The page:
3 PSYCHOLOGICAL SERVICES IN THE DISASTER CONTEXT GUIDELINES FOR PSYCHOLOGICAL SERVICES PRACTICE 1. INTRODUCTION The need for guidelines for psychological services practice is evidenced by the different context in which psychological services need to be delivered to disaster affected persons. In the disaster context, psychological services are delivered within a community structure which is typically disrupted whereas these services are normally delivered within a functioning social structure in an orderly patterned existence. Where formal intervention is required it is usually delivered in a clinical, office based setting. Disaster generates varying degrees of chaos and renders many everyday systems and coping mechanisms dysfunctional or impotent. Service delivery therefore has to be flexible, mobile and creative. As psychological services inform all aspects of disaster management services, guidelines for the delivery of psychological services have been developed in two publications – Guidelines for Psychological Services Practice and Guidelines for Disaster Management Practice. This publication, Guidelines for Psychological Services Practice has been developed to assist the delivery of psychological services practice in the disaster context by appropriately qualified practitioners. The purpose of these guidelines is to offer practitioners with insights, principles and strategies in key facets of assessment and delivery of psychological services in the disaster context. They aim to facilitate recovery,
ensure ethical practice and to protect victims and support workers in their respective roles and have been endorsed by the Australasian Society for
Traumatic Stress Studies. These guidelines have been developed to supplement the information available in the Australian Emergency Manual – Disaster Recovery and the Community and Personal Support Guidelines within the Australian Emergency Management series.
4 While the overviews in these documents provide adequate information on recovery processes and likely helpful activities, further information is considered necessary for those involved in the provision of psychological services. Because of the increased amount and sophistication of such information, it was deemed necessary to develop these guidelines. To that effect, the Disaster Recovery Sub-committee of the Community Services Ministers Advisory Council (then the Standing Committee of Community Services and Income Security Administrators) and The Australasian Society for Traumatic Stress Studies, with funding under the National Studies Program of Emergency Management Australia, formed a steering committee which identified key areas to be addressed. Participants at a subsequent workshop represented a cross- section of managers and service providers from the range of government and non-government agencies involved in the delivery of psychological services in the disaster context. Professional disciplines represented included psychiatry, psychology, social work and related fields. The steering committee collated the data from the workshop in development of these guidelines. In addition, they draw on the Mental Health National Action Plan, the Royal Australian and New Zealand College of Psychiatrists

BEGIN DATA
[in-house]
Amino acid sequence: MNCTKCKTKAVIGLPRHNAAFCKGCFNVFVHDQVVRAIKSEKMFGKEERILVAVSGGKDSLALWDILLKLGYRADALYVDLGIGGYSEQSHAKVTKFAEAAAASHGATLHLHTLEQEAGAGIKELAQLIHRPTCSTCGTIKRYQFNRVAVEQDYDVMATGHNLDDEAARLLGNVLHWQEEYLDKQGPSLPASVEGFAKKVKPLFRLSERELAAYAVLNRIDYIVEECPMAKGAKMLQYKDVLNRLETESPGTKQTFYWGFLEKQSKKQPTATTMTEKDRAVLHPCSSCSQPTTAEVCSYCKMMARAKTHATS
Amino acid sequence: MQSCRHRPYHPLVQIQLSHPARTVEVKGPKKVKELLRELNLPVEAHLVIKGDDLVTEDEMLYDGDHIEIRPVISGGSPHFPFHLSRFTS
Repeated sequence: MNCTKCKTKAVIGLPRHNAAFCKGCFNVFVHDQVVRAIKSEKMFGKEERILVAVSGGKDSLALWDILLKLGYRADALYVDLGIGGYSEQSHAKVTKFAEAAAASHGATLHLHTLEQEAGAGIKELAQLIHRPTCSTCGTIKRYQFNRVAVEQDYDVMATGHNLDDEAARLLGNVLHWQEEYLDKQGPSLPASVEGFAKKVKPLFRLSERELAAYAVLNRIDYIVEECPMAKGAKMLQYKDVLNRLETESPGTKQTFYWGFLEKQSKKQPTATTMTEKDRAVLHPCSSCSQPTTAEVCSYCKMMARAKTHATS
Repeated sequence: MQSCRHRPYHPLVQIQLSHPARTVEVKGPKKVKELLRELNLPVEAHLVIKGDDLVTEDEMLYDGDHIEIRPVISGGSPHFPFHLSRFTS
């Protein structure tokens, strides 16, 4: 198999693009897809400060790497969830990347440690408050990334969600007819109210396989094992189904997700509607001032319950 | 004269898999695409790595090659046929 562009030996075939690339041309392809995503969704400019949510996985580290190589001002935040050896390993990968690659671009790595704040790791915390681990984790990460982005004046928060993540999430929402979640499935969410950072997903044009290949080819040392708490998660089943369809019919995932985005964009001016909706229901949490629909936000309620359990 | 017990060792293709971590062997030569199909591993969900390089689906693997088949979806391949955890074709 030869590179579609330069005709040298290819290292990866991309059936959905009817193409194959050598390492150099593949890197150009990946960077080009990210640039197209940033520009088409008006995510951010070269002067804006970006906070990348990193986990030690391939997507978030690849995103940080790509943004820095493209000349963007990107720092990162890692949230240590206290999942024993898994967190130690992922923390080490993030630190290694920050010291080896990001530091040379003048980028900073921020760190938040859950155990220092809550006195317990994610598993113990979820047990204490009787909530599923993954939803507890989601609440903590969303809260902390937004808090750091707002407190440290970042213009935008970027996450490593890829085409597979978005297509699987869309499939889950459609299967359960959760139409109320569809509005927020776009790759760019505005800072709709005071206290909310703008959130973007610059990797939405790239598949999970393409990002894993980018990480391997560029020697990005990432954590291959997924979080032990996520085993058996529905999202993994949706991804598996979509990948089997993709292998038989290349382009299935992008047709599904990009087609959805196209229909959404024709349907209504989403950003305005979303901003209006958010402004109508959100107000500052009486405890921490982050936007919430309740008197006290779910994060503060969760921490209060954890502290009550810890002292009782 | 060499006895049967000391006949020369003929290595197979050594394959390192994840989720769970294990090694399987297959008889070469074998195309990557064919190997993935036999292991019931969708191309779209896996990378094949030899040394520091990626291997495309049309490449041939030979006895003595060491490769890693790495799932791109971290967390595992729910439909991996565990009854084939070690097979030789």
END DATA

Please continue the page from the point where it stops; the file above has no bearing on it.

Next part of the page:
Position Statement 35 on the Role of Psychiatrists in Disasters, the Victoria
Disaster Support and Recovery Unit discussion paper on Personal Support Guidelines and the World Health Organisation project on disaster management. These guidelines should be read not only by those providing psychological services, but also by all involved government departments, agencies and individuals. Although these guidelines have been produced to encourage consistency in the delivery of psychological services in an Australian context, that is, across the boundaries of States, government and non-government organisations and professional disciplines, the prevailing management systems must be respected. It must be understood too, that psychological services are but part of a broader recovery process with which they need to integrate. It is acknowledged that the body of knowledge in these Guidelines is in the process of development and consequently this document is a dynamic document intended to be reviewed and updated periodically or as new information comes to light. Key topics addressed in these guidelines include: • The role of psychological service providers in disaster management, • The basis for the provision of psychological services, • Assessment and appraisal, • Interventions, • Service Provision, and • Research. In these guidelines the terms “disaster” and “emergency” are synonymous.